“ I can't for my part see the least Lord Byron by heart, and Shakspeare, use of wind when we could go so and Barry Cornwall, and all the rest nicely by steam without it-can you, of the moderns. 'Tis quite delightful sir ? This very sensible observation to hear him quote long passages when was addressed to me by a tall good- he comes home fatigued." natured looking lady, my fellow pas- " A pleasing relaxation, no doubt, senger on board the Apollo, from madam. Does his lordship speak much Portsmouth to Havre. There are cer- in the House ?" tain seasons of a man's life when he is “ Oh! no—he generally reads in not disposed to be so particularly polite the house ; but you ought to hear him as at others; and the awkward hour spouting so beautifully when we take or two after getting on rough water, our walk into the fields on Sundays." before
you have quite ascertained whe- “ His lordship,” I replied, “ must ther you are going to be squeamish or indeed be a powerful orator ; may
I not, is not exactly the time for the dis- ask if he has published ?" play of the graces. I accordingly
66 Lots of advertisements every made my responses in a tone not much week.” calculated, as I imagined, to tempt the “ Advertisements!" I thought, why, lady to prolong the conversation. But this silly she-grenadier must be quizshe was not so easily daunted. zing, though she keeps her countenance
“ Pretty invention steam, sir ; so well. A lord spouting Barry Cornwasn't it?"
wall in the fields on Sundays, and “ Yes, very."
sending advertisements every week to But they say it is only in its in- the newspapers-preparing, I suppose, fancy yet. Fine baby, sir! don't you for the reformed House of Peers. think so?"
" And does his lordship,” I said, “reI looked at her as she said this. She side principally in town?' was as grave-visaged as a judge, and “ Constantly. Business, you know, had her eyes fixed on me as if expects sir, must be attended to." ing my opinion.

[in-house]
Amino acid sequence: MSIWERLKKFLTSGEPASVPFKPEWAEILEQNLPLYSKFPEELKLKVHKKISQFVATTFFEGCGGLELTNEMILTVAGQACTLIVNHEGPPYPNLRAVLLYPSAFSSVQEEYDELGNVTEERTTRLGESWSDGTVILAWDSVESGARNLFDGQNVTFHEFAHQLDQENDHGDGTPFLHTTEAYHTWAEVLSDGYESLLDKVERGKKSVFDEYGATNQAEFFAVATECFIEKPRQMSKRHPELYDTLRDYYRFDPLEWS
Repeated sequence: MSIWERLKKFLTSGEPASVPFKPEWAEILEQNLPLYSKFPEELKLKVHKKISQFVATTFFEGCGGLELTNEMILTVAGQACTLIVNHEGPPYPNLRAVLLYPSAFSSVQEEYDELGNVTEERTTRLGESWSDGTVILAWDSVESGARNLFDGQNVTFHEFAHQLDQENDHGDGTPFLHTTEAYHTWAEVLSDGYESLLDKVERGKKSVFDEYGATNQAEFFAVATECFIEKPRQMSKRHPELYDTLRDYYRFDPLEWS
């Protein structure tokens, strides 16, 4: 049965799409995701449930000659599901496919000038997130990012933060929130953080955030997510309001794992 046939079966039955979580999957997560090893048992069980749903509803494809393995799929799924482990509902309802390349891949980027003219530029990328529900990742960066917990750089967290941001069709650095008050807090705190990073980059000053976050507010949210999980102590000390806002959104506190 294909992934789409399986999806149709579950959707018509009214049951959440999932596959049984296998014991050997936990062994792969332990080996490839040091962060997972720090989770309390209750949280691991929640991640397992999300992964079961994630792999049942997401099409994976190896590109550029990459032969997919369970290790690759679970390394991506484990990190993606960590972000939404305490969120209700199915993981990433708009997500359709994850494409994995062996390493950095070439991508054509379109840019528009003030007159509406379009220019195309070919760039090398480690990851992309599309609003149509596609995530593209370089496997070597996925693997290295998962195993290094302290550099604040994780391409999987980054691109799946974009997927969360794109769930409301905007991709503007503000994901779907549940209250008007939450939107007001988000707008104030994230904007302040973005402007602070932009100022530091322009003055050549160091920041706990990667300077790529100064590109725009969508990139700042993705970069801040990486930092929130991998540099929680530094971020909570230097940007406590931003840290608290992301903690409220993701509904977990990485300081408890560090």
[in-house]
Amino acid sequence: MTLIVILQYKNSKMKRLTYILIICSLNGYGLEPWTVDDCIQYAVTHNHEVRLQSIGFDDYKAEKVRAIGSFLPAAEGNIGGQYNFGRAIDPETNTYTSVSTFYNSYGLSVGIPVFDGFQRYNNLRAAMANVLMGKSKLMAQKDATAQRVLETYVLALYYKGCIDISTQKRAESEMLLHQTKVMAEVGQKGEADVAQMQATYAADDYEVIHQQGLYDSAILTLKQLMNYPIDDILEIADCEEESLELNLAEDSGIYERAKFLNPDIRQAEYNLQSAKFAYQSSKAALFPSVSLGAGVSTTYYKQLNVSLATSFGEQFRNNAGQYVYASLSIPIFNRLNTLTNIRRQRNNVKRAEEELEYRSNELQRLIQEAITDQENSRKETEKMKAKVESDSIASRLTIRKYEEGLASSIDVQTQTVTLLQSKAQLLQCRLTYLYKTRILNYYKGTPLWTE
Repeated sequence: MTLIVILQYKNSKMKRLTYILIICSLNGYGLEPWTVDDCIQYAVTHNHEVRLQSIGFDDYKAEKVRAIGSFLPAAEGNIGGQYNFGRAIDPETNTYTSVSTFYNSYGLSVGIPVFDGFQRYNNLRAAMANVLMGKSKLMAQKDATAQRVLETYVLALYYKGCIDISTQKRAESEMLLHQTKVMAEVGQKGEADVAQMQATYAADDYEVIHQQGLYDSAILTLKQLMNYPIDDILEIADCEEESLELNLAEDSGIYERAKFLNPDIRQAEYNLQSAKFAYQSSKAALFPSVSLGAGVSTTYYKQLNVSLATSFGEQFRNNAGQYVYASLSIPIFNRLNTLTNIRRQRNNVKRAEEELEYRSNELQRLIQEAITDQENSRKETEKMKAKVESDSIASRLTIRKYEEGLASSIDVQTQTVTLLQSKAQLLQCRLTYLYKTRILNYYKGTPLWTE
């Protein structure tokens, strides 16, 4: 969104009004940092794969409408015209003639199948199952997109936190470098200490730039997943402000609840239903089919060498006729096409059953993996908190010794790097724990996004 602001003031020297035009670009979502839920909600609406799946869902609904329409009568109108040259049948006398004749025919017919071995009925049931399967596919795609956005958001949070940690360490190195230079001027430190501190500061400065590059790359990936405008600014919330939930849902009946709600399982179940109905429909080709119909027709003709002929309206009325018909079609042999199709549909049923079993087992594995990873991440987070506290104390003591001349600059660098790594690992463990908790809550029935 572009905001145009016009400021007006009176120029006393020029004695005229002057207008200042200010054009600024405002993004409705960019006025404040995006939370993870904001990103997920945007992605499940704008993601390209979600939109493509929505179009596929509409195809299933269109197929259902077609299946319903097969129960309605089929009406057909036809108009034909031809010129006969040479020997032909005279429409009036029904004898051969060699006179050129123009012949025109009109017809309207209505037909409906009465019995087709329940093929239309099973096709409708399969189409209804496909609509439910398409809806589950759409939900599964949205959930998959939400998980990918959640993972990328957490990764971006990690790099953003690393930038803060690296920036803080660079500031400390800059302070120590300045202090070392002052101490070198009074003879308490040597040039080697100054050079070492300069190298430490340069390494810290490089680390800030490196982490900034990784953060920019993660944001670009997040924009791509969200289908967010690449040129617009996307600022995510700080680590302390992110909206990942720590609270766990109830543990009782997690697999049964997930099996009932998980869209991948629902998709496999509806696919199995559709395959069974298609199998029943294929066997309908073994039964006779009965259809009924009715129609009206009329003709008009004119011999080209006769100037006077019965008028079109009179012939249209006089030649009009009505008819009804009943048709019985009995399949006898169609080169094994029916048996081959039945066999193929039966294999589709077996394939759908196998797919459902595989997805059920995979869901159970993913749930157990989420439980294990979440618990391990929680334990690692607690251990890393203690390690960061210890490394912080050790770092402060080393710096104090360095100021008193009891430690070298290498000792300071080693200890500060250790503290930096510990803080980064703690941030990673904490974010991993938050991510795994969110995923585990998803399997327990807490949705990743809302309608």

“ Ah! Downing Street ?" I said, “ Fine baby, ma'am !" I exclaimed, with a knowing look, anxious to hudetermined to silence my talkative mour what I now thought was the infriend with a burst of the sublime ; sanity of my companion. “ a chubby child, madam ; but what “ Never heard of it. We live in can you expect of a boy, the offspring the very middle of the City." of fire and water; who was nursed by “ His lordship studies the fluctuaa hurricane, and suckled by a vol. tions of trade ?" cano ?”
“ He does, indeed ; but of course, • This is charming ! How I wish --every one, you know, sir, for him my lord were here to hear you! He self; he attends principally to his own is so fond of poetry.”
concerns.” “ My lord?" I' enquired.
- He is a sensible man. “ My husband, sir," replied the lady, “ Oh, very, sir ; I wish you were drawing herself up to her full height, acquainted with him; and if you stay and throwing her veil still further back any time at Rouen I shall be so happy upon her bonnet. There was not a to introduce you." line of Debrett written in her counte- • Is his lordship at Rouen now ?” nance; not a vestige of the red book “ Oh, yes; we have lived constantwas there, except that her nose, under ly there since our removal from Engthe intluence of the stiffish south-wester land. An immense establishment like then blowing, might have furnished the ours requires the eye of a master. In binding. I only bowed to this half fact I scarcely know what we shall do discovery she had made of her rank next month when we retire altogether and title ; and I confess I became in- into the country ; complete idleness, I terested in the very unusual style of am afraid, will scarcely do for any of her conversation.
After being so long accustomed “ Oh, my lord so doats upon poc- to a large house and immense numtry," she continued ; " he knows all bers of dependents ; kicking one for
laziness, rewarding another for atten- expectedly that he has got quit of a tion; seeing to all their meals, and great calamity, such a reaction takes counting year after year the gains and place on his previously low spirits, losses. My lord, I am sure, will feel that he becomes rather perhaps too quite at a nonplus at the chateau boisterous in his mirth. When I disRosigny, with nothing to do but super- covered that for this time I had esintend his crops.”